My review: it was great! My super amazing girlfriend discovered Mount Purrnon by just walking around Alexandria one day and spotting the sign. It was instant love. First of course the name is a presidential pun and that is almost guaranteed to win my super amazing girlfriend’s favor. Second, their logo and (as of this writing) front page picture on their website feature a cat in a tricorn cat, which is exactly the right kind of twee to send her over the edge. And finally, the pièce de résistance, the coup de grâce for our feelings about the place, was the fact that we are very much in the market for a cat to adopt and so we have been thinking about cats a lot.

Cat mugshots

Our most recent cat café experience before this one was Crumbs & Whiskers, and while Crumbs & Whiskers is an excellent cat café that I can personally recommend, the experience here at Mount Purrnon was much different. Crumbs & Whiskers would also like you to come and fall in love with a cat and take it home, but they have aggressively optimized for the perfect instagram experience. Mount Purrnon has been open for about a year, and while they also have an excellent instagram, they haven’t gotten anywhere close to that point yet. They in fact reminded me a lot of Crumbs & Whiskers when they had only been open for about a year, so who knows what the fullness of time will bring.

Mount Purrnon is split into two levels, with the ground floor being the wine bar that is in their name. They also serve beer, cider, food, and dessert. Going to Mount Purrnon was for my super amazing girlfriend and me our big Friday night out, so we came early to get a drink before our appointed time with the cats. That was great! Then we head upstairs to meet the cats. We had the place to ourselves, because for some reason our version of a big Friday night out was not the same as everyone else’s. It was a very chill experience, with our non-feline hosts popping in only to make sure the cat’s food was topped off. So my super amazing girlfriend and I got to just hang out with all the cats and really get a taste for their personality.

One unfortunate thing for our particular visit is that the cats had, right before we ascended the stairs to the cats, been in a cat fight. This put a number of the cats on edge and also meant another number were hiding underneath one of the chairs. This is simply the nature of cats. About half the cats in the place when we visited had recently come from a hoarder situation, and the socialization aspects of cat cafés had yet to take full effect. But this is one of the points of visiting a cat café, to give the cats some practice being around a variety of friendly humans that just want to give them pets!

Nonetheless we had a great time hanging out with all the cats. There were plenty of toys and plenty of cats and plenty of time to see how each of them are. We went home talking about which of the cats were our favorite and the next morning we put in an application to adopt one! By the time you read this we will potentially be happy new cat parents, and then this blog will go from being purely a tour of every single Smithsonian to being an endless stream of cat photos!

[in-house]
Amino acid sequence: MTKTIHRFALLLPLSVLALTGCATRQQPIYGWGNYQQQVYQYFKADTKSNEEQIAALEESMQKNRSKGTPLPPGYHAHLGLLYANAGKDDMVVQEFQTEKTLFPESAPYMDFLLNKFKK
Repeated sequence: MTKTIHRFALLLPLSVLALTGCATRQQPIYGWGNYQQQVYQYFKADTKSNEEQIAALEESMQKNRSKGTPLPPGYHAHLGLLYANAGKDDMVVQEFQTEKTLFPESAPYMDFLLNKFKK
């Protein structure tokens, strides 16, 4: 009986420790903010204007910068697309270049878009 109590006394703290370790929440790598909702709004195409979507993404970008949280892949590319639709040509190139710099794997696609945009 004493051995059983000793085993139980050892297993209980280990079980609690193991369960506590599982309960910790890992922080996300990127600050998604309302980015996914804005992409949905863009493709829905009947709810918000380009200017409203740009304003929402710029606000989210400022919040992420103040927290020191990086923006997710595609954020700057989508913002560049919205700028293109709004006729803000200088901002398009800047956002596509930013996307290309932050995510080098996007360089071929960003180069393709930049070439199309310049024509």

Carlyle House

The man himself (a picture of him anyways)

Reading this week:

  • Tram 83 by Fiston Mwanza Mujila

Last weekend, on a gorgeous day, my super amazing girlfriend and I went to go visit the Carlyle House. The Carlyle House is an absolutely lovely little historical house/park run by Northern Virginia parks located here in our new hometown of Alexandria, VA. It is also the former home of John Carlyle, a wealthy early Alexandrian who showed off to everybody by building the first stone house in Alexandria. It used to be on a riverfront property, but now it fronts Lee Street, which I am a little stunned hasn’t been renamed by this point.

The house tour is pretty great and at $5 it’d be a bargain at twice the price. Besides it’s age, it’s claim to fame is being the site of the Congress of Alexandria, when some colonial governors got together to talk about how to fight the French and Indian War. The house itself has been through a lot in the intervening years, though I found it very interesting that the room pictured above, which held the congress, had been reserved as a tourist destination throughout most of its existence, even while the rest of the house was tenements.

Our redcoated mannequin friend above is meant to represent Major General Edward Braddock. Our main man Ed here called the congress when he was sent to prosecute the aforementioned French and Indian War. The congress happened in Carlyle’s House because Ed had, upon arriving in Alexandria, promptly quartered himself in the finest house in town, ie Carlyle’s. The running theme of much of the house tour is that John Carlyle would become (according to the totally unbiased tour guides at Carlyle House) an important and instrumental patriot in the American revolution mostly because Ed Braddock was a massive asshole and terrible houseguest. This is the nitty-gritty, people-centric type of history I do love to see.

Speaking of people, another aspect I liked about the house tour is that I think they approached presenting the history of slavery on the site very well. Slavery was presented as an integral part of the history of the house, instead of an addendum, and unlike some other places they didn’t feel the need to pat themselves on the back for doing the bare minimum. As you can see on the sign pictured above (far from the only one, I promise), the museum gave the names of enslaved persons when possible and treated them as their own people. As I just described in the preceding two paragraphs and unsurprising in a place named “Carlyle House,” they’re still doing a version of Great Man history, but we’re getting to a better place I think.

And, uh, yeah. That’s about what I have to say about the place. They also have some very lovely and I think ahistorical gardens in the back, but they’re nice to walk through and you don’t have to pay the admission fee to do so. My super amazing girlfriend and I are excited to be settling into our new home of Alexandria and are trying to make sure we explore around here instead of only being drawn (as loyal readers of the blog have seen and will see again) the wonderful Smithsonians on offer up in DC. We gotta embrace our new identities as Virginians!